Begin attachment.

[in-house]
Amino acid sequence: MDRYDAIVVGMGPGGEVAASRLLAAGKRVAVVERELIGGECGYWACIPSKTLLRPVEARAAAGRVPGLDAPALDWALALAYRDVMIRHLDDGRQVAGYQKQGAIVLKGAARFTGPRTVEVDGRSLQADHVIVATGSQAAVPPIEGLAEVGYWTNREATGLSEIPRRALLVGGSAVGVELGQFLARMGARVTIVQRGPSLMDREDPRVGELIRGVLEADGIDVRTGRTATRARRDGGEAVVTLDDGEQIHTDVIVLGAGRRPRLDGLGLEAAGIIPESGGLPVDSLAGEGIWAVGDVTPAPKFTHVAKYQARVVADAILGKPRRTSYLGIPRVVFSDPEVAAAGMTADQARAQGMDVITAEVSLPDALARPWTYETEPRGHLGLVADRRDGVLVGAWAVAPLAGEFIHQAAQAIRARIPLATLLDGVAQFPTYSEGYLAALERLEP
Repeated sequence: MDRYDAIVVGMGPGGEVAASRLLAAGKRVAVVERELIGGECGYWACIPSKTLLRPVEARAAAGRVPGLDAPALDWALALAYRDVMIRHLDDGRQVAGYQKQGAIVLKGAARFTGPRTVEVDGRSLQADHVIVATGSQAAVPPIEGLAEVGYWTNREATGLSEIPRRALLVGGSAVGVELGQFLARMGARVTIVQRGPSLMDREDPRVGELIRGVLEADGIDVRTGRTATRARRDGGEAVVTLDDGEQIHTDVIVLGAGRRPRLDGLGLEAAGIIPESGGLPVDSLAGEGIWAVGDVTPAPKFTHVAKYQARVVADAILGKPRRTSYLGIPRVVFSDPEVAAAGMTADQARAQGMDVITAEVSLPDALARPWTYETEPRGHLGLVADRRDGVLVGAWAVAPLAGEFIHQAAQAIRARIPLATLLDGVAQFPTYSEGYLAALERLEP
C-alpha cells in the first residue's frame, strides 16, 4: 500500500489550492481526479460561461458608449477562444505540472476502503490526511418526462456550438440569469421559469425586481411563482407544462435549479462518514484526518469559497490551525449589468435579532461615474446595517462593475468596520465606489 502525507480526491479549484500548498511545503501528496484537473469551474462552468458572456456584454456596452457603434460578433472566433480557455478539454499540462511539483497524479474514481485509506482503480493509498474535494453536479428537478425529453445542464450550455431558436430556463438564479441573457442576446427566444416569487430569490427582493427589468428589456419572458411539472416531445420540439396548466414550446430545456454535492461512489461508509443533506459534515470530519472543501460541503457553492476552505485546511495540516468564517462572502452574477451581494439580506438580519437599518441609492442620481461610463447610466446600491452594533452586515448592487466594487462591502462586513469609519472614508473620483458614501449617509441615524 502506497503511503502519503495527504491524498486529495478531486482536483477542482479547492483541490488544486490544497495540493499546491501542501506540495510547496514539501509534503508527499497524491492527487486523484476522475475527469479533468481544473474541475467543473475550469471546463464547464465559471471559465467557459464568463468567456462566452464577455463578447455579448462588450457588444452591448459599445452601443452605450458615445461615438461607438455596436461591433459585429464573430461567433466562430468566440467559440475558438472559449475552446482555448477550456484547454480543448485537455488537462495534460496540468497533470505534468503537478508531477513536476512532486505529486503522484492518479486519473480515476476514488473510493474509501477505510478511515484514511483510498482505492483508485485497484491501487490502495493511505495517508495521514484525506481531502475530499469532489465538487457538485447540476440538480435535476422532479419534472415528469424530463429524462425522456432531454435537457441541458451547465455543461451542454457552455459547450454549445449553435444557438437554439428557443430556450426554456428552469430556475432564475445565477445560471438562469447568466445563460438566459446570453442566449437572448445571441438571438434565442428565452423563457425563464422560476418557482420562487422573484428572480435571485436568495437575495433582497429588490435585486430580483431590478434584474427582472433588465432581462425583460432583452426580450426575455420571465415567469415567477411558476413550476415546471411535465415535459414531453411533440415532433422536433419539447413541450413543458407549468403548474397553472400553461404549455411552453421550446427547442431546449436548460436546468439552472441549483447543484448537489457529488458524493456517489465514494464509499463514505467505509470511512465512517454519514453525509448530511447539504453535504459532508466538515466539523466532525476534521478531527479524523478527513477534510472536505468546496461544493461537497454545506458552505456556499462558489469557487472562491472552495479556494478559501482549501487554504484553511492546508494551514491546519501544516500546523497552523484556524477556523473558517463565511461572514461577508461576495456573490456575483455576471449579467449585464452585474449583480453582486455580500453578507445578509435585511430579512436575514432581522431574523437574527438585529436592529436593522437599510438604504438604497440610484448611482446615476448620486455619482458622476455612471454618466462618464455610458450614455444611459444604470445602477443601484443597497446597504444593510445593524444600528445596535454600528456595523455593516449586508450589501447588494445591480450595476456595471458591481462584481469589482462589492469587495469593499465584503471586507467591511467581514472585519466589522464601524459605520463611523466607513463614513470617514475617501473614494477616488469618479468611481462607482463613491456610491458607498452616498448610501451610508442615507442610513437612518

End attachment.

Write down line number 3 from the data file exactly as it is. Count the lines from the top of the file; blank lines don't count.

Repeated sequence: MDRYDAIVVGMGPGGEVAASRLLAAGKRVAVVERELIGGECGYWACIPSKTLLRPVEARAAAGRVPGLDAPALDWALALAYRDVMIRHLDDGRQVAGYQKQGAIVLKGAARFTGPRTVEVDGRSLQADHVIVATGSQAAVPPIEGLAEVGYWTNREATGLSEIPRRALLVGGSAVGVELGQFLARMGARVTIVQRGPSLMDREDPRVGELIRGVLEADGIDVRTGRTATRARRDGGEAVVTLDDGEQIHTDVIVLGAGRRPRLDGLGLEAAGIIPESGGLPVDSLAGEGIWAVGDVTPAPKFTHVAKYQARVVADAILGKPRRTSYLGIPRVVFSDPEVAAAGMTADQARAQGMDVITAEVSLPDALARPWTYETEPRGHLGLVADRRDGVLVGAWAVAPLAGEFIHQAAQAIRARIPLATLLDGVAQFPTYSEGYLAALERLEP